Saving the Chittagong Hill Tracts is a national responsibility

January 28, 2022

© Zhantu Chakma

A K M Azad Rahman and Meer Ahsan Habib are working at UNDP. The views expressed in this opinion are those of the authors and do not purport to reflect the opinions or views of the UNDP.

The Op-Ed was first published in The Dhaka Tribune. Click here to read the original publication.

Hills, lakes, food, ethnic diversity, and natural beauty are some of the first things that come to our mind when we think about our hilly regions, particularly in the south-east part of the country, known as the Chittagong Hill Tracts (CHT). A region that is home to major indigenous peoples. A region that has consolidated peace after several decades of arms conflicts. However, new challenges have emerged; the region is under severe stress due to climate change, in addition to the existing socio-economic challenges.  

The CHT remains among the most sought-after tourist attractions in the country. But very few people can feel the pain of hill dwellers, and how they are counting to an uncertain time where this spectacular natural environment will no longer entertain tourists. Impacts of climate change and human-induced activities like deforestation and increased use of hilly lands are threatening the CHT hill ecosystem and affecting the livelihoods of the people.

It is pertinent to mention that Bangladesh is ranked seventh among the climate-vulnerable countries globally. On the other hand, 10 districts of Bangladesh have been identified as hotspots for climate change, and all three districts of CHT, namely Bandarban, Rangamati, and Khagrachari, have been ranked second, fourth, and seventh respectively among them (World Bank, 2018). Even with the higher vulnerability rate, the region has failed to get proper national attention as a climate-vulnerable region.  

The CHT possesses unique characteristics and ecology as it is covered by the largest portion of forest (43%) in Bangladesh. The mountainous, rugged terrain with deep forests and lakes gives it a divergent character compared to the rest of the country. The majority of its population lives on agriculture. Although horticulture is the major source of livelihood, it has emerged as a threat to forest conservation efforts, creating a hard choice between livelihoods and conserving the natural ecosystem.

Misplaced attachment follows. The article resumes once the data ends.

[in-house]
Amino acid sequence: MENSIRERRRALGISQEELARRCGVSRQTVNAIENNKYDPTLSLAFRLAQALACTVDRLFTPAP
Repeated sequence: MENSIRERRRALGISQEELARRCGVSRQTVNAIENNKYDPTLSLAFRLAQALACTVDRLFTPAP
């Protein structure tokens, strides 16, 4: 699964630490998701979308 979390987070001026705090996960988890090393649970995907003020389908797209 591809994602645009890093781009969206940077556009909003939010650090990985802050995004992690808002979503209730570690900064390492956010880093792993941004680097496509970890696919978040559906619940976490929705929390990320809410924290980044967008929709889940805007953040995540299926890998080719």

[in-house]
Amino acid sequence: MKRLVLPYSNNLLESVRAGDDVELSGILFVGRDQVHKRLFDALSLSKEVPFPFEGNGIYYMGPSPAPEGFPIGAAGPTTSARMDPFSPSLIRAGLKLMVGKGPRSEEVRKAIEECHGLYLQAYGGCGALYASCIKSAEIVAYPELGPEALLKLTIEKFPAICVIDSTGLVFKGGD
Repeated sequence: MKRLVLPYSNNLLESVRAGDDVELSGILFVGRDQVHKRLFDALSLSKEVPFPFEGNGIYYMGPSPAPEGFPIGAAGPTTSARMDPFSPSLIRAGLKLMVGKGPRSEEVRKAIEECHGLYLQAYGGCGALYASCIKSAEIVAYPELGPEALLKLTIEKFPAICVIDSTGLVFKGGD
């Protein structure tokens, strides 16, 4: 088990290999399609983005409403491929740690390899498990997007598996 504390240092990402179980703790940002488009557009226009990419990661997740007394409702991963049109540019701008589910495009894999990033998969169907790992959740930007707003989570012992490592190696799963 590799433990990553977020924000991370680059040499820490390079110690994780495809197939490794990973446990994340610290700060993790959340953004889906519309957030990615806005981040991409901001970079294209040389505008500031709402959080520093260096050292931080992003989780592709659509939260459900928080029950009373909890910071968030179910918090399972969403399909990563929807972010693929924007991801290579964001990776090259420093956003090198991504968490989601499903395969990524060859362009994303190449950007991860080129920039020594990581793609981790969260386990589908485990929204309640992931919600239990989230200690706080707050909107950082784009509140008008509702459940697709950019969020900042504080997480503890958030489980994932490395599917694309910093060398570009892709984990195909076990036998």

The Village Common Forest (VCF) is a traditional practice to conserve community land for ecosystem services. The government needs to recognize this and scale it up, and definitely stop land degradation and deforestation by 2030 in line with Glasgow Leaders’ Declaration on Forests and Land Use.  

A long debate on jhum cultivation, whether it is destructive to the natural ecosystem or not, persists, but jhum cultivation is a traditional practice that developed with no-tillage concept, and is primarily eco-friendly if its natural cycle (12-15 years) is maintained. More forests are now being converted to agricultural lands, however, making the Jhumias in the region the most vulnerable community in CHT. A special program, therefore, needs to be designed to incorporate them in the extended social safety net programs and enhance new skills to help them transition to non-agricultural livelihoods.

The increased frequency of hot days, flash floods, cyclones, landslides, and erratic rainfall are common hazards affecting the livelihood of the marginalized people. The low yield from jhum and other means of agricultural harvest is forcing farmers to rely more on chemical fertilizers and pesticides.  

Although chemical fertilizers ensure a high yield compared to organic ones, it is having quite a negative impact on the hill ecosystem. Getting a justified market price of the yield is also a major concern. Therefore, the region should be developed as an organic zone with proper financial and technical support, as well as positive branding.  

Another underlying problem of the CHT is that the tourism sector developed discreetly, where community engagement and shares are minimal. A group of people controls the whole sector, caring little about conserving the hill ecosystem. Tourists, on the other hand, are also polluting the environment. Community-led eco-tourism should eventually improve the livelihood of the people but more needs to be done.  

As the streams in the region are dying gradually, scarcity of water is a major threat to the people. The crisis is forcing them to move from one place to another where water is available. There are high chances that it will bring new conflict and affect social cohesion.

Nature-based solutions are the key for conserving watersheds; locally known tree species like Dumur (Ficus hispida), Bamboo (Bambusoideae), and wild banana (Musa acuminata) with high water retention capacity should be re-introduced in the watershed areas on a pilot basis and then mainstreamed based on the result. We should recognize that the water produced in these hills of CHT and adjacent parts of India flowing through Karnaphuli plays a crucial role in meeting freshwater demand for the area. 

An innovative approach to nature conservation should be integrated into national planning to combat climate change. The responsibility now lies with us to reverse the degradation of the ecosystems due to deforestation and the loss of land. The loss of ecosystem and biodiversity is irreparable, and now is the time to act before it's too late.